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Free Content Molecular genetic basis for the variable expression of Lewis Y antigen in Helicobacter pylori : analysis of the α(1,2) fucosyltransferase gene

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Helicobacter pylori lipopolysaccharides (LPS) express human oncofetal antigens Lewis X and Lewis Y. The synthesis of Lewis Y involves the actions of α(1,3) and α(1,2) fucosyltransferases (FucTs). Here, we report the molecular cloning and characterization of genes encoding H. pyloriα(1,2) FucT (Hp fucT2 ) from various H. pylori strains. We constructed Hp fucT2 knock-out mutants and demonstrated the loss of Lewis Y production in these mutants by enzyme-linked immunosorbent assay (ELISA) and immunoelectron microscopy. The Hp fucT2 gene contains a hypermutable sequence [poly (C) and TAA repeats], which provides a possibility of frequent shifting into and out of coding frame by a polymerase slippage mechanism. Thus, the Hp fucT2 gene displays two major genotypes, consisting of either a single full-length open reading frame (ORF; as in the strain UA802) or truncated ORFs (as in the strain 26695). In vitro expression of Hp fucT2 genes demonstrated that both types of the gene have the potential to produce the full-length protein. The production of the full-length protein by the 26695 fucT2 gene could be attributed to translational −1 frameshifting, as a perfect translation frameshift cassette resembling that of the Escherichia coli dnaX gene is present. Examination of the strain UA1174 revealed that its fucT2 gene has a frameshifted ORF at the DNA level, which cannot be compensated by translation frameshifting, accounting for its Lewis Y off phenotype. In another strain, UA1218, the fucT2 gene is apparently turned off because of the loss of its promoter. Based on these data, we proposed a model for the variable expression of Lewis Y by H. pylori, in which regulation at the level of replication slippage (mutation), transcription and translation of the fucT2 gene may all be involved.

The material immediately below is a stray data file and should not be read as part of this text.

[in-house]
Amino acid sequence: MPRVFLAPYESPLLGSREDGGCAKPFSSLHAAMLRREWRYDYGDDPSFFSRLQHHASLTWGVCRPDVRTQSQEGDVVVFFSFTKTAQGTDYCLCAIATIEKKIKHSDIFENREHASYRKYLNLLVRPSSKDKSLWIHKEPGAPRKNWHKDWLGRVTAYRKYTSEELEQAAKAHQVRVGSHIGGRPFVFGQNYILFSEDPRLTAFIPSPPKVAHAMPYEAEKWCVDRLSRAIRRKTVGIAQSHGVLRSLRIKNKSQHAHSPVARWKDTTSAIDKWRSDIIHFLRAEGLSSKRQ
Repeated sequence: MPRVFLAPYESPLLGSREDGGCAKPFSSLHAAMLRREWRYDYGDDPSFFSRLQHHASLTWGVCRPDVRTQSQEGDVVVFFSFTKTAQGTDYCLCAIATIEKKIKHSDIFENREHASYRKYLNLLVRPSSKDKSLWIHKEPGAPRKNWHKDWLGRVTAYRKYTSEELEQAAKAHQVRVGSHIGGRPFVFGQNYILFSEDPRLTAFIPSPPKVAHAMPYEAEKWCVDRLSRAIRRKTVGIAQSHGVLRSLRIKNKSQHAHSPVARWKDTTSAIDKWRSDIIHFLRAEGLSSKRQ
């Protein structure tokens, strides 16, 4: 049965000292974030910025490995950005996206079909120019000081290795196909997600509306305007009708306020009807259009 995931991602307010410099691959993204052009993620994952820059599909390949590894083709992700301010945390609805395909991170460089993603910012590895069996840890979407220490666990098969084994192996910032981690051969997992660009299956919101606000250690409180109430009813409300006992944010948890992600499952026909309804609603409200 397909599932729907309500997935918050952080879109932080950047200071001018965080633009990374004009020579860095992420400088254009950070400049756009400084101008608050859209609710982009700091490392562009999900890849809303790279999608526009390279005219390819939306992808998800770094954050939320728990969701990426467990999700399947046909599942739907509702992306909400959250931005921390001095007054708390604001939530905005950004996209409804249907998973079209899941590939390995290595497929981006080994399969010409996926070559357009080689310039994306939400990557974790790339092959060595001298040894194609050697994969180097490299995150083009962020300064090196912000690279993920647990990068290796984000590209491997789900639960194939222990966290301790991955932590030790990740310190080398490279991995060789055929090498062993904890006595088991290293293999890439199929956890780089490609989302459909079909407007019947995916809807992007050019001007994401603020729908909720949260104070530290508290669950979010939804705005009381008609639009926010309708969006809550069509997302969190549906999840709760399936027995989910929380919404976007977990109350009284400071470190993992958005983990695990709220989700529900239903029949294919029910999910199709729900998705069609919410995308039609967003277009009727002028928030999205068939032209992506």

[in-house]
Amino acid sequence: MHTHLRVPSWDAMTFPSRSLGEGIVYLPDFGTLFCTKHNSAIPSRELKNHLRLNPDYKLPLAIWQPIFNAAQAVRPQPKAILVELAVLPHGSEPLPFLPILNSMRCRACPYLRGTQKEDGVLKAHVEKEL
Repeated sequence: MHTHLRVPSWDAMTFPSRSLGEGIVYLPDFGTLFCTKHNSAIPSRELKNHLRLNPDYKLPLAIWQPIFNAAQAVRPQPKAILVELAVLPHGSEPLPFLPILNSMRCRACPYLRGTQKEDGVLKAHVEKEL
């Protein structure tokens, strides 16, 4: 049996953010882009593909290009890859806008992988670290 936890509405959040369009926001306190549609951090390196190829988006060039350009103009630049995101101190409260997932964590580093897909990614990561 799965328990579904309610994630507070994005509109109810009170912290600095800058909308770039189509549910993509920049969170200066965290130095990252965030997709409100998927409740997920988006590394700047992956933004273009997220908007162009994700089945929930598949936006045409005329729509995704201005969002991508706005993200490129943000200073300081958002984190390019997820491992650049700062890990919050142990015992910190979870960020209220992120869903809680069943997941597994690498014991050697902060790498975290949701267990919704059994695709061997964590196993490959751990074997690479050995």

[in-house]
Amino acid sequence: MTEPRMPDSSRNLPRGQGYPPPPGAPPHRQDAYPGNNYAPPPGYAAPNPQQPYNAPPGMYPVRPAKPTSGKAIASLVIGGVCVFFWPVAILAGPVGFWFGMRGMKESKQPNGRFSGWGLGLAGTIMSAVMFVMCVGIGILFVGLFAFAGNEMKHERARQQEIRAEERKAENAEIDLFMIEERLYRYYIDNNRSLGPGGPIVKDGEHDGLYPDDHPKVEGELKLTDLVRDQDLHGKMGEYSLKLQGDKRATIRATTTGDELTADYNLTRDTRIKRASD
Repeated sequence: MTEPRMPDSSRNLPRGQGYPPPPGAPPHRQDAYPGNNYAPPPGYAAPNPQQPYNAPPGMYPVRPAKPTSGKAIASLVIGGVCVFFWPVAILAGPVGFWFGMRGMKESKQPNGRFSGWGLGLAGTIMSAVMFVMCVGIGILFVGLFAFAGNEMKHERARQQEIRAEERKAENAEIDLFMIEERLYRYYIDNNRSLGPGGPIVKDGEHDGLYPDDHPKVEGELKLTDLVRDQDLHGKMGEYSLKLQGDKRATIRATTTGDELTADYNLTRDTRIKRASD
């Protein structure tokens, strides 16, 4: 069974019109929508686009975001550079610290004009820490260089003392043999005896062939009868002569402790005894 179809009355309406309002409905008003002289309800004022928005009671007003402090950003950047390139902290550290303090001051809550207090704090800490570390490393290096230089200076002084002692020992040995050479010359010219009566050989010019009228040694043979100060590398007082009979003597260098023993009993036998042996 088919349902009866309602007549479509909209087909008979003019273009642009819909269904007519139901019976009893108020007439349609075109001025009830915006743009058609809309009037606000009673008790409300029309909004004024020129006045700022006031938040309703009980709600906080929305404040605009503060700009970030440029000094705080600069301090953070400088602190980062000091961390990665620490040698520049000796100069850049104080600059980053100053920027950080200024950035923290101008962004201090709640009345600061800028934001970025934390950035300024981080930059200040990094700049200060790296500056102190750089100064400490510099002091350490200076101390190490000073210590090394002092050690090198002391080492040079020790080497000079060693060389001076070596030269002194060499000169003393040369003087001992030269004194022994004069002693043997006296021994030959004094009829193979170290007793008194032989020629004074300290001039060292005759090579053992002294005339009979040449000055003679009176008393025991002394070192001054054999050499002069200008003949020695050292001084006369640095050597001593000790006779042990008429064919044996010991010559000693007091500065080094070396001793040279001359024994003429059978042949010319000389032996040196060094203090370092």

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Document Type: Research Article

Affiliations: Department of Medical Microbiology and Immunology, University of Alberta, Edmonton, Alberta, Canada T6G 2H7.

Publication date: February 1, 1999

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